The Collected Letters, Volume 11


TC TO THE HOUSE OF COMMONS ; 7 April 1839; DOI: 10.1215/lt-18390407-TC-HOC-01; CL 11: 66-68


[7 April 1839]

To the Honourable the Commons of England in Parliament assembled, the Petition of Thomas Carlyle, a Writer of Books,

Humbly sheweth,

That your petitioner has written certain books, being incited thereto by various innocent or laudable considerations, chiefly by the thought that said books might in the end be found to be worth something.

That your petitioner had not the happiness to receive from Mr Thomas Tegg,1 or any Publisher, Republisher, Printer, Bookseller, Book-buyer, or other the like man or body of men, any encouragement or countenance in writing of said books, or to discern any chance of receiving such; but wrote them by effort of his own and the favour of Heaven.

That all useful labour is worthy of recompense; that all honest labour is worthy of the chance of recompense; that the giving and assuring to each man what recompense his labour has actually merited may be said to be the business of all Legislation, Polity, Government and Social Arrangement whatsoever among men;—a business indispensable to attempt, impossible to accomplish accurately, difficult to accomplish without inaccuracies that become enormous, insupportable, and the parent of social confusions which never altogether end.

That your petitioner does not undertake to say what recompense in money this labour of his may deserve; whether it deserves any recompense in money, or whether money in any quantity could hire him to do the like.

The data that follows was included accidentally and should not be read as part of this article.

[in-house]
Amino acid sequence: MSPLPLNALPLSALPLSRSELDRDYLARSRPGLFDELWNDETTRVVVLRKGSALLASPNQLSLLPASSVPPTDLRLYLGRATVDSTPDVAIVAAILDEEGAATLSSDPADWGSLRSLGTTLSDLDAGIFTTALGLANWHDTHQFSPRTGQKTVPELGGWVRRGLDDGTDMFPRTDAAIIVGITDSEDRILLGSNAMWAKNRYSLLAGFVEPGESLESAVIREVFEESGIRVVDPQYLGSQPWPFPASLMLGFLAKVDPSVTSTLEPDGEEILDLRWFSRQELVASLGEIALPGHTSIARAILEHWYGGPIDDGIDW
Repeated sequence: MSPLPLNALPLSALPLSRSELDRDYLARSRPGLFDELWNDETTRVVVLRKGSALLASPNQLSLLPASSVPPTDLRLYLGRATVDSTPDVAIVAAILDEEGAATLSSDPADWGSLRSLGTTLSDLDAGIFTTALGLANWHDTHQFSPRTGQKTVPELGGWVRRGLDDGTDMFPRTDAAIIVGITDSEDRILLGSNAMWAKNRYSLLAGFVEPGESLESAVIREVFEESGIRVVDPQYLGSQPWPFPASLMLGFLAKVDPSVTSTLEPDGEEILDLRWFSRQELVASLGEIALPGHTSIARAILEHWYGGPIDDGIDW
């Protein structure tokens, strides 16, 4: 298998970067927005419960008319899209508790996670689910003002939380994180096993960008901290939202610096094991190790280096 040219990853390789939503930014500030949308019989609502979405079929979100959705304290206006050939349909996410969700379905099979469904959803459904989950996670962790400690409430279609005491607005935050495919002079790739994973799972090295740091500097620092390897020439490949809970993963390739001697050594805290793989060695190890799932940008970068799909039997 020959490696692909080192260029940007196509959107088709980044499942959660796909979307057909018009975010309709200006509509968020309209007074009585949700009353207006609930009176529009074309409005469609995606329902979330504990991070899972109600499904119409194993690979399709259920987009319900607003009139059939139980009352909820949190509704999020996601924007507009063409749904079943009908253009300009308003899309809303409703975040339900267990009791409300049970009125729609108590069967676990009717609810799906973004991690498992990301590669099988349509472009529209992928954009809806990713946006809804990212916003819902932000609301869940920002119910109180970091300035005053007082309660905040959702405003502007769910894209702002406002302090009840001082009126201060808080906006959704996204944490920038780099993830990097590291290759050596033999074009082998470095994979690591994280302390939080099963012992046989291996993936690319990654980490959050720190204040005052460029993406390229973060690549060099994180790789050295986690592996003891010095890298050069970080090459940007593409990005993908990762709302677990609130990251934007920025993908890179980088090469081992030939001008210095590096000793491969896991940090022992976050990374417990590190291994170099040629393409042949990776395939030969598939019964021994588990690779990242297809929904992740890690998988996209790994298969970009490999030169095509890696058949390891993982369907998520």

That this his labour has found hitherto, in money or monies' worth, small recompense or none; that he is by no means sure of its ever finding recompense, but thinks that, if so, it will be at a distant time, when he, the labourer, will probably no longer be in need of money, and those dear to him will still be in need of it.

That the law does at least protect all persons in selling the production of their labour at what they can get for it, in all market-places, to all lengths of time. Much more than this the law does to many, but so much it does to all, and less than this to none.

That your petitioner cannot discover himself to have done unlawfully in this his said labour of writing books, or to have become criminal, or have forfeited the law's protection thereby. Contrariwise your petitioner believes firmly that he is innocent in said labour; that if he be found in the long-run to have written a genuine enduring book, his merit therein, and desert towards England and English and other men, will be considerable, not easily estimable in money; that, on the other hand, if his book proves false and ephemeral, he and it will be abolished and forgotten, and no harm done.

That, in this manner, your petitioner plays no unfair game against the world; his stake being life itself, so to speak (for the penalty is death by starvation), and the world's stake nothing till once it see the dice thrown, so that in any case the world cannot lose.

That in the happy and long-doubtful event of the game's going in his favour, your petitioner submits that the small winnings thereof do belong to him or his, and that no other mortal has justly either part or lot in them at all, now, henceforth, or for ever.

May it therefore please your Honourable House to protect him in said happy and long-doubtful event; and (by passing your Copyright Bill) forbid all Thomas Teggs and other extraneous persons, entirely unconcerned in this adventure of his, to steal from him his small winnings, for a space of sixty years at shortest. After sixty years, unless your Honourable House provide otherwise, they may begin to steal.

And your petitioner will ever pray.

Thomas Carlyle.